Emergency Incident

Any situation to which the emergency services organization responds to deliver emergency services, including rescue, fire suppression, emergency medical care, special operations, law enforcement, and other forms of hazard control and mitigation.  

Emergency Responders

A group of individuals who are properly trained and equipped to handle the emergency for which it is called.  The unit provides, on a 24 hour basis, immediate response in order to bring the emergency situation under control. Emergency Units are identified, but not limited to:

Resource Unit

A unit which provides assistance to emergency units in the form of information, expertise, and/or procurement of materials and services.  The unit may or may not respond immediately to an emergency site.  Examples of Resource Units are:

State of Emergency

This situation exists when a critical incident has resulted in substantial disruption of University functions and is likely to be long term and it becomes necessary, for continuity of normal operations and/or the well being of the university community to modify/alter normal functions, established procedures and/or policies without submitting to a formal process.  

Incident Command Center (ICC)

The Incident Command Center will be a location where the Critical Incident Management Team (CIMT) members or their designee will develop response(s) and manage the recovery process related to the incident or crisis situation.  The Department of Public Safety’s training room will serve as the University’s ICC.  The CIMT will determine the hours of operations of the ICC and how it will be staffed.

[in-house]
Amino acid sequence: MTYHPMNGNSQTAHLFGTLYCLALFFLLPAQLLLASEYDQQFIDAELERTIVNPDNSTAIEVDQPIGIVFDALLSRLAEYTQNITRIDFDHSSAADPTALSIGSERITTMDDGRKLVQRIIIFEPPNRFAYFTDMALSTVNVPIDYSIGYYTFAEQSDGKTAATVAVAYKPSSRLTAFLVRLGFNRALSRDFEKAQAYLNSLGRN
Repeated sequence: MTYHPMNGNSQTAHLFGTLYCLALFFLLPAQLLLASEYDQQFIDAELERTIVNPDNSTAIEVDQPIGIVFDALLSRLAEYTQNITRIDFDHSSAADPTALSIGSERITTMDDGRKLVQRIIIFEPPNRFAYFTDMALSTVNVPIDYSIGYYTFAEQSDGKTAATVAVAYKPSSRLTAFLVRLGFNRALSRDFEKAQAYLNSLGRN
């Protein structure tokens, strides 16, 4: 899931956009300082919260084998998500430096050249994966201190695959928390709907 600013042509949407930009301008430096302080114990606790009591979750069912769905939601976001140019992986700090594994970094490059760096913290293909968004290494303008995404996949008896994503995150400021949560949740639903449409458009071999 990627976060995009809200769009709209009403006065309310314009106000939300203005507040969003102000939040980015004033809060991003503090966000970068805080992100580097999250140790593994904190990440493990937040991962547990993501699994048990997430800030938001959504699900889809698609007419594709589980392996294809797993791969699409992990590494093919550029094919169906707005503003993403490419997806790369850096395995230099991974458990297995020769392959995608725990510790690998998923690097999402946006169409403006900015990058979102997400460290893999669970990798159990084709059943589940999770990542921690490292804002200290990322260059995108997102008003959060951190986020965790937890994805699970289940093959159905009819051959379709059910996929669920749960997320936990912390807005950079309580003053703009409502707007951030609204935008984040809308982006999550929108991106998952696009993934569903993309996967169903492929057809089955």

Incident Commander (IC)

The individual in overall command of an emergency incident. Different individuals will take on the role of Incident Commander depending on the type of crisis and level of severity.

National Incident Management System (NIMS)

The President of the United States, under Homeland Security Directive (HSPD) -5 directed the Department of Homeland Security to develop and administer a National Incident Management System (NIMS).  NIMS provides a consistent nationwide approach for Federal, State, and local governments; the private-sector; and non-governmental organizations to work effectively and efficiently together to prepare for, respond to, and recover from domestic incidents, regardless of the cause, size, or complexity.  To provide for interoperability and compatibility among Federal, State, and local capabilities, NIMS include a core set of concepts, principles, and terminology.  The Critical Incident Management Plan (CIMP) incorporates NIMS components, principles, and policies including; planning, training, response, exercises, equipment, evaluation, and corrective actions into the plan where applicable.

Incident Command System (ICS)

 A component of NIMS is the Incident Command System (ICS).  ICS is a standardized on-scene emergency management construct specifically designed to provide for the adoption of an integrated organization structure that reflects the complexity and demands of a single or multiple incidents, without being hindered by jurisdictional boundaries.  ICS is the combination of facilities, equipment, personnel, procedures, and communications operating within a common organizational structure, designed to aid in the management of resources during incidents.  It is used for all emergencies and is applicable to small as well as large and complex incidents.  ICS is used by various jurisdictions and functional agencies, both public and private, to organize field-level incident management operations.

Members of the Critical Incident Management Team as well as appropriate members of the University of Iowa’s Department of Public Safety shall be trained and/or familiar with concepts of NIMS and ICS.